Take the 2-minute tour ×
Stack Overflow is a question and answer site for professional and enthusiast programmers. It's 100% free, no registration required.

Suppose I have two variables a and b, either both in type float, or both in type double, which hold some values. Do the following assertions always hold? I mean, do the existence of numerical errors alter the conclusions?

a > b is true if and only if a <= b is false

a < b is true if and only if a >= b is false

a >= b is necessarily true if a == b is true

a <= b is necessarily true if a == b is true

For the third and fourth, I mean for example, does "a == b is true" always give you "a >= b is true"?


Assume neither a or b is NaN or Inf.


After reading the IEEE 754 standard in the year 1985, I found the following.

First of all, it said the following

Comparisons are exact and never overflow nor underflow.

I understand it as when doing comparison, there is no consideration of numerical error, numbers are compared as-is. Since addition and subtraction such as a - b requires additional effort to define what the numerical error is, I assume the quote above is saying that comparisons like a > b is not done by judging whether a - b > 0 is true or not. Please let me know if I'm wrong.

Second, it listed the four canonical relations which are mutually exclusive.

Four mutually exclusive relations are possible: less than, equal, greater than, and unordered. The last case arises when at least one operand is NaN. Every NaN shall compare unordered with everything, including itself.

Then in Table 4, it defined the various kinds of operators such as ">" or ">=" in terms of the truth values under these four canonical relations. From the table we immediately have the following:

a >= b is true if and only if a < b is false

a <= b is true if and only if a > b is false

Both a >= b and a <= b are necessarily true if a == b is true

So the assertions in my questions can be concluded as true. However, I wasn't able to find anything in the standard defining whether symmetricity is true or not. In another way, from a > b I don't know if b < a is true or not. Thus I also have no way to derive a <= b is true from b < a is false. So I would be interested to know, in addition to the assertions in the OP, whether the following is always true or not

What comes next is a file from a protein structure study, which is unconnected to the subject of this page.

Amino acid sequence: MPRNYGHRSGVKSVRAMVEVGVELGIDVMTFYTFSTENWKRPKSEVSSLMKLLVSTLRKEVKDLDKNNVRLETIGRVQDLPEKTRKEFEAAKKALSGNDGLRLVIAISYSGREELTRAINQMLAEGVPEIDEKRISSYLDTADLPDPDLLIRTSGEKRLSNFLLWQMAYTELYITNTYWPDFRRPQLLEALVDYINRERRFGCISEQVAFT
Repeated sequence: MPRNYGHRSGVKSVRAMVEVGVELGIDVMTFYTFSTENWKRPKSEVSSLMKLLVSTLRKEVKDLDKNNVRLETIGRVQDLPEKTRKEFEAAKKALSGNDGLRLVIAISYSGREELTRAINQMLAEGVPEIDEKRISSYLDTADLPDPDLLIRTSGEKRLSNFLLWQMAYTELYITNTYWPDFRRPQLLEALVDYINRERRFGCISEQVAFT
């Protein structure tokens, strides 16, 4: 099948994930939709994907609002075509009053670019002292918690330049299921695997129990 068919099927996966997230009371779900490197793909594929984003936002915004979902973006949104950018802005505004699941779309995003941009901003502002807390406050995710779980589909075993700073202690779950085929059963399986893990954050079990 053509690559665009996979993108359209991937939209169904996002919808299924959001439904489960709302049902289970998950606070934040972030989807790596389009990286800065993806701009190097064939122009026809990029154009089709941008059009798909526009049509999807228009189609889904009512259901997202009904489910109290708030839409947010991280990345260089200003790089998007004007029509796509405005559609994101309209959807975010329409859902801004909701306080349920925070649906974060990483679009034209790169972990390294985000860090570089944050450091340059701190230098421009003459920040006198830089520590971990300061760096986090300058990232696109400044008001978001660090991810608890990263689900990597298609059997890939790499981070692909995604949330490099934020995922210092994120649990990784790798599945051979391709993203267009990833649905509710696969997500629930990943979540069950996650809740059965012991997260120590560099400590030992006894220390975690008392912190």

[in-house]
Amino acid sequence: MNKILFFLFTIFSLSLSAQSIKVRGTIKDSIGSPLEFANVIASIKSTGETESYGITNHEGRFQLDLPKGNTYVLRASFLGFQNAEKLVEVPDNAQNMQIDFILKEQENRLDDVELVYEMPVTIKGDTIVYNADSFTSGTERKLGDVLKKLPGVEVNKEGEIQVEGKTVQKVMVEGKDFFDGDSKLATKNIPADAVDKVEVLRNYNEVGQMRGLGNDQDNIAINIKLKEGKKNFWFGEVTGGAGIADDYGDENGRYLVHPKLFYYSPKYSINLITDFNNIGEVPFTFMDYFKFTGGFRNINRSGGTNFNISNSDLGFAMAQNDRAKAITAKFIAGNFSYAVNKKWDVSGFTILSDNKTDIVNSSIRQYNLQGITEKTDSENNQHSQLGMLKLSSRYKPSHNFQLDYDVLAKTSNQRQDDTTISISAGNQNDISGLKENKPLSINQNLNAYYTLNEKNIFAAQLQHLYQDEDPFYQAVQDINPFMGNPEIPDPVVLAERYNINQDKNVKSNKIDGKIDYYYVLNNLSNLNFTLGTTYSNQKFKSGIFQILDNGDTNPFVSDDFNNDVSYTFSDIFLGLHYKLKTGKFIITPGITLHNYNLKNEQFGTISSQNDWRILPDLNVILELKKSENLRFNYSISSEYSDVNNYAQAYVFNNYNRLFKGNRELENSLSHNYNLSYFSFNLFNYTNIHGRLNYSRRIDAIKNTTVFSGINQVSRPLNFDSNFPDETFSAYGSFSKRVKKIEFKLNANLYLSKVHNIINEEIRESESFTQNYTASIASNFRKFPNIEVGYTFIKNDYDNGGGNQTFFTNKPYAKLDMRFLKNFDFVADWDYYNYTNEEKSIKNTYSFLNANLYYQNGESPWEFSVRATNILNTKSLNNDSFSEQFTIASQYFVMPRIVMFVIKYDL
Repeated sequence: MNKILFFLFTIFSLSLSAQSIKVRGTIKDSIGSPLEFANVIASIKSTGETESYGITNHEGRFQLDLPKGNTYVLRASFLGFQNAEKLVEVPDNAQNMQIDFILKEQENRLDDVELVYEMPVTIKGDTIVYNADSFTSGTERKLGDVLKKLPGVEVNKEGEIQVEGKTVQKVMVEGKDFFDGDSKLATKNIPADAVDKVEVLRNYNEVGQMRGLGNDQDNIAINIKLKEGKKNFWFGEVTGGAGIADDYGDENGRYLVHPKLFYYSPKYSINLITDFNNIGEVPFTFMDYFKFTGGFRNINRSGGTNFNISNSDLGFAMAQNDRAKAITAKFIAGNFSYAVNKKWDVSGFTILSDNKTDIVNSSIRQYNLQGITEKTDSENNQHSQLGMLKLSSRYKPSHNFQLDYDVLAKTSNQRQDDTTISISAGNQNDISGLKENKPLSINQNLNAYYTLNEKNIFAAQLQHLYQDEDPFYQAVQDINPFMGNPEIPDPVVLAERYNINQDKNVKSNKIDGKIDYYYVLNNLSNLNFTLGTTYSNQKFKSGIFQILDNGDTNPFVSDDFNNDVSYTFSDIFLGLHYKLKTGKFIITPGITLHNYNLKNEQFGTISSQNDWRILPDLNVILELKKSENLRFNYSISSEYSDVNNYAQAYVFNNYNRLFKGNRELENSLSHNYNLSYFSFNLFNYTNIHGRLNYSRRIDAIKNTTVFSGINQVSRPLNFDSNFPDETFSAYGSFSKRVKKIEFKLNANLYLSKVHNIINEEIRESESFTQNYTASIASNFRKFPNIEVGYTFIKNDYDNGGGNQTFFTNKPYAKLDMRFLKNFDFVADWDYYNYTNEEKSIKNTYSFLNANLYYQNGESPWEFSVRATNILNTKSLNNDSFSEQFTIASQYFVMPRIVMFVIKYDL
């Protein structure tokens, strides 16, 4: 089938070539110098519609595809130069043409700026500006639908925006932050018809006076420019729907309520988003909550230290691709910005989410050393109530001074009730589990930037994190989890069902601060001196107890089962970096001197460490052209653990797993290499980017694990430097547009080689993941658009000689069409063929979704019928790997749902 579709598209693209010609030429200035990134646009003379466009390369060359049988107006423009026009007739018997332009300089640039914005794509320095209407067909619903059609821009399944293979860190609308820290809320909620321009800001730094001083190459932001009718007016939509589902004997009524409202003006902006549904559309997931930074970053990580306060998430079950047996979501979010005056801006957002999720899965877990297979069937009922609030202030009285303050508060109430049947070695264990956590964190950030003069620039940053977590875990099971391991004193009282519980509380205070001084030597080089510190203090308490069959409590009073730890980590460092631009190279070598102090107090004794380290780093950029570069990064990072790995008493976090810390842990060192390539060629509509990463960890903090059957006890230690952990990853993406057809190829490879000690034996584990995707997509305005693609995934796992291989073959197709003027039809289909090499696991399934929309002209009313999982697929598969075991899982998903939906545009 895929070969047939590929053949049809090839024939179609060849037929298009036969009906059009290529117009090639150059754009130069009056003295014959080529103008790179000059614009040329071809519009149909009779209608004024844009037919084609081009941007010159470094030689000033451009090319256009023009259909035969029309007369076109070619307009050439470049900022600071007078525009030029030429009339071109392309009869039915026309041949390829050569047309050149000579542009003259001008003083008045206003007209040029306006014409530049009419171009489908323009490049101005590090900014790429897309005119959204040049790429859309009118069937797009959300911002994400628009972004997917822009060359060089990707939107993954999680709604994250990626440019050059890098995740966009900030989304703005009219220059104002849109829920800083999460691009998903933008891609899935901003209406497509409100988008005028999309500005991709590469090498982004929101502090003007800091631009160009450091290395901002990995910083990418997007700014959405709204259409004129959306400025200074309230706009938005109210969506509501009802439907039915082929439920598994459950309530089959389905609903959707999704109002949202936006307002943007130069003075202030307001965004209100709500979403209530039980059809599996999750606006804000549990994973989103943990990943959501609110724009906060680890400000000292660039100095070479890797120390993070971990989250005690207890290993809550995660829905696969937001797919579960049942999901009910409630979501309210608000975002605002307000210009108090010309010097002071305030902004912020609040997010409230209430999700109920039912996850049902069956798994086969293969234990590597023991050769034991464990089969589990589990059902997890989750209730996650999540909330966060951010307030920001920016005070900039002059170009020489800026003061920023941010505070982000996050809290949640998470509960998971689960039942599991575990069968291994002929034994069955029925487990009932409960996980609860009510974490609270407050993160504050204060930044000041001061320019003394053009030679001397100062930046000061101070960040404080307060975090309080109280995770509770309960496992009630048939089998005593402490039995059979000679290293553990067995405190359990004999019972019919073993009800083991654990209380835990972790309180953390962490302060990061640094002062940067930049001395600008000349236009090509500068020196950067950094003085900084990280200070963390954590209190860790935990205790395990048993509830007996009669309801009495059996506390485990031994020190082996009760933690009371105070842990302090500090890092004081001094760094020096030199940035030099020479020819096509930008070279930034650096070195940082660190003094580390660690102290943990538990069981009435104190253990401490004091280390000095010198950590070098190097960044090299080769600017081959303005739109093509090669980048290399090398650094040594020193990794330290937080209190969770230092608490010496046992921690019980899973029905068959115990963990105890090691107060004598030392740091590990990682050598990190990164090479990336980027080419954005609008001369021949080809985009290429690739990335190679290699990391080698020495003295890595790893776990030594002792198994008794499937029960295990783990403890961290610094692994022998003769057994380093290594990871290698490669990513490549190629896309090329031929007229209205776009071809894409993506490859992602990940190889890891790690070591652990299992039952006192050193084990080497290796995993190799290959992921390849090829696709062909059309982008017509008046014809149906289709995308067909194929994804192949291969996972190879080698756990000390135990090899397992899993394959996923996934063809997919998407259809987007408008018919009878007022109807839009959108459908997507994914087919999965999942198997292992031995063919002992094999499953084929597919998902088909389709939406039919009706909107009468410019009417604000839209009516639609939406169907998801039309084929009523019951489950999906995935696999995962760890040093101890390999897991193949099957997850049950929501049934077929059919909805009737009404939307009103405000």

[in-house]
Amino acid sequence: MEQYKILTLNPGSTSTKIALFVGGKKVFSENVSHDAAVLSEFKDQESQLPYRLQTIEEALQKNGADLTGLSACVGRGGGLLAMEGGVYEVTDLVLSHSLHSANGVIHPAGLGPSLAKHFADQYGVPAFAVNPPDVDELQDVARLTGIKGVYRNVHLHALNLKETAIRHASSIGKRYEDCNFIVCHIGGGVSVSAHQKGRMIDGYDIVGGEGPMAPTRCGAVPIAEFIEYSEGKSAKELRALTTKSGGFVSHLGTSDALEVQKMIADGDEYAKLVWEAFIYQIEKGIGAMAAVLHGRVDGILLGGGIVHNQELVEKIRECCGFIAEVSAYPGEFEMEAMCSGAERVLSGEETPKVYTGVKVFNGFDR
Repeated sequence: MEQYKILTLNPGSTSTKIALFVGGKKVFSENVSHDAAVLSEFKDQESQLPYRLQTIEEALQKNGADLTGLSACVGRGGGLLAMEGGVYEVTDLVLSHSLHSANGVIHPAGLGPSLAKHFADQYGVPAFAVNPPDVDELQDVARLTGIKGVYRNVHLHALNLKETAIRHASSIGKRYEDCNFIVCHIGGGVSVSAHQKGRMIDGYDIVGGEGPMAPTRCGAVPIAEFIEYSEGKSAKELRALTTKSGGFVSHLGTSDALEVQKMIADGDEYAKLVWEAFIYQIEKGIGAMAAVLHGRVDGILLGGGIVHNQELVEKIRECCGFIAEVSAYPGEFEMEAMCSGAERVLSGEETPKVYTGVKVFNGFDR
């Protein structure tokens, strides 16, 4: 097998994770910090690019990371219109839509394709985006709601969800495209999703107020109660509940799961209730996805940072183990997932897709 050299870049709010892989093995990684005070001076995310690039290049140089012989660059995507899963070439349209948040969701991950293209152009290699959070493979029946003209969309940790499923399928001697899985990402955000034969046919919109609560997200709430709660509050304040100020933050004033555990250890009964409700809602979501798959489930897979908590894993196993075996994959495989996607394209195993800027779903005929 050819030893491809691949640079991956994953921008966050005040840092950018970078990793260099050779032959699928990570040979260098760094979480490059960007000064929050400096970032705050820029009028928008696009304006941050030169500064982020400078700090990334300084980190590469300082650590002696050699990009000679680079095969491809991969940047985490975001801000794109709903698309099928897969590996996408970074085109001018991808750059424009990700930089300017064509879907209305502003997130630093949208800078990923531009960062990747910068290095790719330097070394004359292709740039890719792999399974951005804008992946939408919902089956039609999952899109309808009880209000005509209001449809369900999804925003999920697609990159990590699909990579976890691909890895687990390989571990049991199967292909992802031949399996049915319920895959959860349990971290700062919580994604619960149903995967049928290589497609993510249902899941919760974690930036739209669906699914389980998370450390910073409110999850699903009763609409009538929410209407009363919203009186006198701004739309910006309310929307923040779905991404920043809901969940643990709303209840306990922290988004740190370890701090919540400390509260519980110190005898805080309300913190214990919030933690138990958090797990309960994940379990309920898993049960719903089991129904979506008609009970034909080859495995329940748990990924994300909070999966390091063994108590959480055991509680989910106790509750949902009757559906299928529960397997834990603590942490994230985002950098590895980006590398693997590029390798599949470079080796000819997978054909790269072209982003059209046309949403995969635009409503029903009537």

a < b is true if and only if b > a is true

a <= b is true if and only if b >= a is true



Regarding denormal numbers as mentioned by @Mark Ransom, I read the wikipedia page about it and my current understanding is that the existence of denormal numbers does not alter the conclusions above. In another way, if some hardware claims that it fully support denormal numbers, it also needs to ensure that the definitions of the comparison operators satisfy the above standards.


I just read the 2008 revision of IEEE 754, it doesn't say anything about symmetricity either. So I guess this is undefined.

(All the above discussion assumes no NaN or Inf in any of the operands).

share|improve this question
When you have NaNs the above assertions will fail. –  Paul R Mar 6 '14 at 22:01
I see, thank you. How about the case without nan and inf? –  shaoyl85 Mar 6 '14 at 22:02
see stackoverflow.com/questions/1565164 also –  pmeerw Mar 6 '14 at 22:04
Given the restrictions you've added I think the only problem might be with denormalized numbers. See en.wikipedia.org/wiki/Denormal_number –  Mark Ransom Mar 6 '14 at 22:13
Thank you all for the useful information. I was concerning cuda programming with GPUs, and I indeed found that they mentioned full denormal number support in GPUs. Furthermore, in the link @pmeerw provided, it says "less than, equal, greater than" are mutually exclusive. Altogether does this mean I can safely conclude that my assertions above, at least for the hardware that supports denormal numbers, hold true? –  shaoyl85 Mar 6 '14 at 22:24

1 Answer 1

If neither number is a NaN or infinity then your assertions hold, if you have an IEEE compatible system. If the standards don't mention it then I'm sure that is just because it was sufficiently obvious to not be worth mentioning. In particular, if "a < b" and "b > a" don't have the same value (even for NaNs and infinities) then we are in crazy town.

Denormals shouldn't affect the conclusions because if you are assuming IEEE compatibility then denormal support is a given.

The only risks I can think of are in cases involving the x87 FPU and it's odd 80-bit long double format. Rounding from 80-bit long double to double or float is expensive, so it is sometimes omitted, and that can lead to an assert like this firing:

assert(sqrt(val) == sqrt(val));

It could fire because the result of the first sqrt() call may be written to memory, and therefore rounded to float or double. It would then be compared against the result of the second sqrt() call, which might not be rounded. However, failing to round the result of the second sqrt() call before doing the comparison is, strictly speaking, not IEEE compliant if sqrt() returns float or double.

Infinity should only be a problem if both numbers are infinity.

share|improve this answer

Your Answer


By posting your answer, you agree to the privacy policy and terms of service.

Not the answer you're looking for? Browse other questions tagged or ask your own question.